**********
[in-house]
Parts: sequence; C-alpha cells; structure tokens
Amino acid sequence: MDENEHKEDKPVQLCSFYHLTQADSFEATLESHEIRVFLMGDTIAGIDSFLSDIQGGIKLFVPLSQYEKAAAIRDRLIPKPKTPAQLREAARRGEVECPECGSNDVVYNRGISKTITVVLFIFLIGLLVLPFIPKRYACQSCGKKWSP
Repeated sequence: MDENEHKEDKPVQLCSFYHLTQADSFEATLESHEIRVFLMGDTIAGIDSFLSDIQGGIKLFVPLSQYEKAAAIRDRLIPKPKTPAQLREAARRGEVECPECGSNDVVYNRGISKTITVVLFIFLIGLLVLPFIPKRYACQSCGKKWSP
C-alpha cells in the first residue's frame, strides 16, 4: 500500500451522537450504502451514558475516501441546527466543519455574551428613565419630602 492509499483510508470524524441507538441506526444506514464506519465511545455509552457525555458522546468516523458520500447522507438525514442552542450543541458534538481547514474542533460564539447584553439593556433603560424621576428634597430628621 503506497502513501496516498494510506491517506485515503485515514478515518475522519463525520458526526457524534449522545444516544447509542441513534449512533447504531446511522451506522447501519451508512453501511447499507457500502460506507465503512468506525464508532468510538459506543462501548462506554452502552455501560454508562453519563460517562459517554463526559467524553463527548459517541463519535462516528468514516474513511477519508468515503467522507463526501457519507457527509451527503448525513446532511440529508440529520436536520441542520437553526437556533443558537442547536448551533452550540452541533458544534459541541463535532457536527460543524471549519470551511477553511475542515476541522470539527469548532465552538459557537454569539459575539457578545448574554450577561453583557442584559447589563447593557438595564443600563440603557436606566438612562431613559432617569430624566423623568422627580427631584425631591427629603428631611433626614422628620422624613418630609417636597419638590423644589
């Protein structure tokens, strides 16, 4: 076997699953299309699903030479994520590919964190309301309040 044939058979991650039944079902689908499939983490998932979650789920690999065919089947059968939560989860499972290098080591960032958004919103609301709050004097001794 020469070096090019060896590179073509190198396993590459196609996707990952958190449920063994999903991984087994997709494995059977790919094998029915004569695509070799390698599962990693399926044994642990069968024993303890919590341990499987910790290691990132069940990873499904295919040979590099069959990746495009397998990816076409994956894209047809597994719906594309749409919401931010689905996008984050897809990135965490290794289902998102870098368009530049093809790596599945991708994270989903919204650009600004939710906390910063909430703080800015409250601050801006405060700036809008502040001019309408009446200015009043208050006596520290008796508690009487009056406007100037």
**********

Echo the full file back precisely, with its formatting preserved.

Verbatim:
[in-house]
Parts: sequence; C-alpha cells; structure tokens
Amino acid sequence: MDENEHKEDKPVQLCSFYHLTQADSFEATLESHEIRVFLMGDTIAGIDSFLSDIQGGIKLFVPLSQYEKAAAIRDRLIPKPKTPAQLREAARRGEVECPECGSNDVVYNRGISKTITVVLFIFLIGLLVLPFIPKRYACQSCGKKWSP
Repeated sequence: MDENEHKEDKPVQLCSFYHLTQADSFEATLESHEIRVFLMGDTIAGIDSFLSDIQGGIKLFVPLSQYEKAAAIRDRLIPKPKTPAQLREAARRGEVECPECGSNDVVYNRGISKTITVVLFIFLIGLLVLPFIPKRYACQSCGKKWSP
C-alpha cells in the first residue's frame, strides 16, 4: 500500500451522537450504502451514558475516501441546527466543519455574551428613565419630602 492509499483510508470524524441507538441506526444506514464506519465511545455509552457525555458522546468516523458520500447522507438525514442552542450543541458534538481547514474542533460564539447584553439593556433603560424621576428634597430628621 503506497502513501496516498494510506491517506485515503485515514478515518475522519463525520458526526457524534449522545444516544447509542441513534449512533447504531446511522451506522447501519451508512453501511447499507457500502460506507465503512468506525464508532468510538459506543462501548462506554452502552455501560454508562453519563460517562459517554463526559467524553463527548459517541463519535462516528468514516474513511477519508468515503467522507463526501457519507457527509451527503448525513446532511440529508440529520436536520441542520437553526437556533443558537442547536448551533452550540452541533458544534459541541463535532457536527460543524471549519470551511477553511475542515476541522470539527469548532465552538459557537454569539459575539457578545448574554450577561453583557442584559447589563447593557438595564443600563440603557436606566438612562431613559432617569430624566423623568422627580427631584425631591427629603428631611433626614422628620422624613418630609417636597419638590423644589
């Protein structure tokens, strides 16, 4: 076997699953299309699903030479994520590919964190309301309040 044939058979991650039944079902689908499939983490998932979650789920690999065919089947059968939560989860499972290098080591960032958004919103609301709050004097001794 020469070096090019060896590179073509190198396993590459196609996707990952958190449920063994999903991984087994997709494995059977790919094998029915004569695509070799390698599962990693399926044994642990069968024993303890919590341990499987910790290691990132069940990873499904295919040979590099069959990746495009397998990816076409994956894209047809597994719906594309749409919401931010689905996008984050897809990135965490290794289902998102870098368009530049093809790596599945991708994270989903919204650009600004939710906390910063909430703080800015409250601050801006405060700036809008502040001019309408009446200015009043208050006596520290008796508690009487009056406007100037």